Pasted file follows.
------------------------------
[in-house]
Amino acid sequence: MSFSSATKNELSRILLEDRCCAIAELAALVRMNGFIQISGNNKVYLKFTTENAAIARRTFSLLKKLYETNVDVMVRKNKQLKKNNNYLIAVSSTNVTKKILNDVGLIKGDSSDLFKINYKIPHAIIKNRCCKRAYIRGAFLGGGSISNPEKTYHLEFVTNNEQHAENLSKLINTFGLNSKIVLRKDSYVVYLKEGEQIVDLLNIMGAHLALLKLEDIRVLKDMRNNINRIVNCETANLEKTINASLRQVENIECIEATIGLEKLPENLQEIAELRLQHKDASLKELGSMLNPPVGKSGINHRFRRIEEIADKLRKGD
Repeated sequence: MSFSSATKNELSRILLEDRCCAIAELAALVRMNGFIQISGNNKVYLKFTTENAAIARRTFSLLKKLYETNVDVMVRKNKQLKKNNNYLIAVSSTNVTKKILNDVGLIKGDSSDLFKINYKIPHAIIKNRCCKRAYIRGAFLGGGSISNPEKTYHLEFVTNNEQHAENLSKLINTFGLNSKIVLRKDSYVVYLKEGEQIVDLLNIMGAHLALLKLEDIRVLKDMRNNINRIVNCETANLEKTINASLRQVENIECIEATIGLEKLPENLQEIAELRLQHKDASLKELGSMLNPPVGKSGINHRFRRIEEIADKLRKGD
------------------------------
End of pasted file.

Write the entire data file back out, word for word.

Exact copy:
[in-house]
Amino acid sequence: MSFSSATKNELSRILLEDRCCAIAELAALVRMNGFIQISGNNKVYLKFTTENAAIARRTFSLLKKLYETNVDVMVRKNKQLKKNNNYLIAVSSTNVTKKILNDVGLIKGDSSDLFKINYKIPHAIIKNRCCKRAYIRGAFLGGGSISNPEKTYHLEFVTNNEQHAENLSKLINTFGLNSKIVLRKDSYVVYLKEGEQIVDLLNIMGAHLALLKLEDIRVLKDMRNNINRIVNCETANLEKTINASLRQVENIECIEATIGLEKLPENLQEIAELRLQHKDASLKELGSMLNPPVGKSGINHRFRRIEEIADKLRKGD
Repeated sequence: MSFSSATKNELSRILLEDRCCAIAELAALVRMNGFIQISGNNKVYLKFTTENAAIARRTFSLLKKLYETNVDVMVRKNKQLKKNNNYLIAVSSTNVTKKILNDVGLIKGDSSDLFKINYKIPHAIIKNRCCKRAYIRGAFLGGGSISNPEKTYHLEFVTNNEQHAENLSKLINTFGLNSKIVLRKDSYVVYLKEGEQIVDLLNIMGAHLALLKLEDIRVLKDMRNNINRIVNCETANLEKTINASLRQVENIECIEATIGLEKLPENLQEIAELRLQHKDASLKELGSMLNPPVGKSGINHRFRRIEEIADKLRKGD